Only four years later, the limit of 1,4% was reached, which meant that the Fontainebleau reform had failed.[12] In a new agreement (Delors I), a fourth resource, based on GNP, was created. This new source should ensure that the Community was able to operate throughout the period 1998-1992. The aim was to reduce the relative share of the VAT resource and increase revenue at the same time. The Commission had pointed out that “by its very nature as a consumption tax, the VAT resource produced a regressive effect, whereby the least prosperous Member States (with their relatively high level of consumption and low savings rate) tended to contribute more than their share of the Community GNP would warrant.”[13] From the point of view of ‘equity’, this reform was a first step to abolish imbalances in the Member States’ financing of the budget: In contrary to VAT, the GNP base is a reliable indicator for the economic capacity (“wirtschaftliche Leistungsfähigkeit”).[14] The GNP resource is calculated as a percentage of the GNP at market prices and has the function to balance the community budget in case that there is a difference between planned expenditure and the other available sources (“topping-up” resource).[15] In return for this new source, the VAT base was capped at 55% of GNP in all Member States and the aggregate revenues were limited to 1,2% of the Community GNP.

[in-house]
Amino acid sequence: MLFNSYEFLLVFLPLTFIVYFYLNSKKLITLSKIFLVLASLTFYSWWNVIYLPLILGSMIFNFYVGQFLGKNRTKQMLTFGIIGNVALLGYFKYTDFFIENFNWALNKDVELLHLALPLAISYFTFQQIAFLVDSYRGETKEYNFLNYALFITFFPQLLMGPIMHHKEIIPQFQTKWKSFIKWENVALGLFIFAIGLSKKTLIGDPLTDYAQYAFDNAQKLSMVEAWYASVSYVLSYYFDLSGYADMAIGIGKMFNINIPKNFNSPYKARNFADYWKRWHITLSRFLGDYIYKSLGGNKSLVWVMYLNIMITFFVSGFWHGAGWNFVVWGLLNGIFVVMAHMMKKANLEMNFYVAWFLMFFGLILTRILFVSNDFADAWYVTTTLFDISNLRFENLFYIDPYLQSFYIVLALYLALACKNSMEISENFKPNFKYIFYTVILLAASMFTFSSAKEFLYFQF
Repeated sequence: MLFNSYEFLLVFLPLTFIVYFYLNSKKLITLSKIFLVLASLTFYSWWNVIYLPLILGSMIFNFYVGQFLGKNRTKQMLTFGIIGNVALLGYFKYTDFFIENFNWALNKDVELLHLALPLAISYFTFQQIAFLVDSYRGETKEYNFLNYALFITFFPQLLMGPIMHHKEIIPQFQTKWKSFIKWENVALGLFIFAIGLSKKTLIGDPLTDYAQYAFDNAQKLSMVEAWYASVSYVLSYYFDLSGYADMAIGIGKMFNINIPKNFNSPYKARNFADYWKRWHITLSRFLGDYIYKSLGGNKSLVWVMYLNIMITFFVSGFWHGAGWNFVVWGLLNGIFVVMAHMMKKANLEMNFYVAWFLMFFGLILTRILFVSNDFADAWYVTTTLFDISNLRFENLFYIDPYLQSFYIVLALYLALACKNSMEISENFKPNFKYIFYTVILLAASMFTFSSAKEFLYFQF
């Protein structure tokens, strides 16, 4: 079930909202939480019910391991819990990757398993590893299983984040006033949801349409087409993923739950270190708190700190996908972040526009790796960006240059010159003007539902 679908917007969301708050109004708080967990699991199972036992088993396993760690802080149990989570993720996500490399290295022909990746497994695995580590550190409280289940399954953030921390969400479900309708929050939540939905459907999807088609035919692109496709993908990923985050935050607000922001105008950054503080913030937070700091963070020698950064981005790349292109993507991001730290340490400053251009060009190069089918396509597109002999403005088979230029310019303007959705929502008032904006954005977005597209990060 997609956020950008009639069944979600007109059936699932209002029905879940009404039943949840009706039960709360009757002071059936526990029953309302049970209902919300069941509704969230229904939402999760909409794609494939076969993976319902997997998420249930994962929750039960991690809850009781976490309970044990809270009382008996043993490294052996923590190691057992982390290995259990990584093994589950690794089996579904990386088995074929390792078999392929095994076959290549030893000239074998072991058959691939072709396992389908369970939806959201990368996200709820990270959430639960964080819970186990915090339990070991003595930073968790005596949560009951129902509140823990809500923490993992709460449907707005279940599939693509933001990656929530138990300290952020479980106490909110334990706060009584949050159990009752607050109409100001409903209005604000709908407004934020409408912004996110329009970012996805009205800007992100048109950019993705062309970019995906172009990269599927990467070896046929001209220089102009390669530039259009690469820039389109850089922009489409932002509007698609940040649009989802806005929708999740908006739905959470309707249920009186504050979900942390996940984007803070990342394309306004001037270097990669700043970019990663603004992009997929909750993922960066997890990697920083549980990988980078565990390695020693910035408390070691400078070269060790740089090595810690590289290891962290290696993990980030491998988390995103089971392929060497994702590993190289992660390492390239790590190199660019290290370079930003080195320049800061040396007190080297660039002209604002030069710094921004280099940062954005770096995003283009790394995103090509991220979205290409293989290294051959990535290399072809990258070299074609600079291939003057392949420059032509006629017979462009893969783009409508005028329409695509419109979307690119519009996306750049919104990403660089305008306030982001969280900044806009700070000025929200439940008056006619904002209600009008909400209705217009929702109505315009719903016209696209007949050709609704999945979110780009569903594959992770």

A number of changes were made in 1992, known as Delors II. The maximum VAT rate was reduced to 1%, VAT base was capped at 50% of GNP in all Member States. The aggregate revenues increased to 1.37 % of the Community GNP.[16]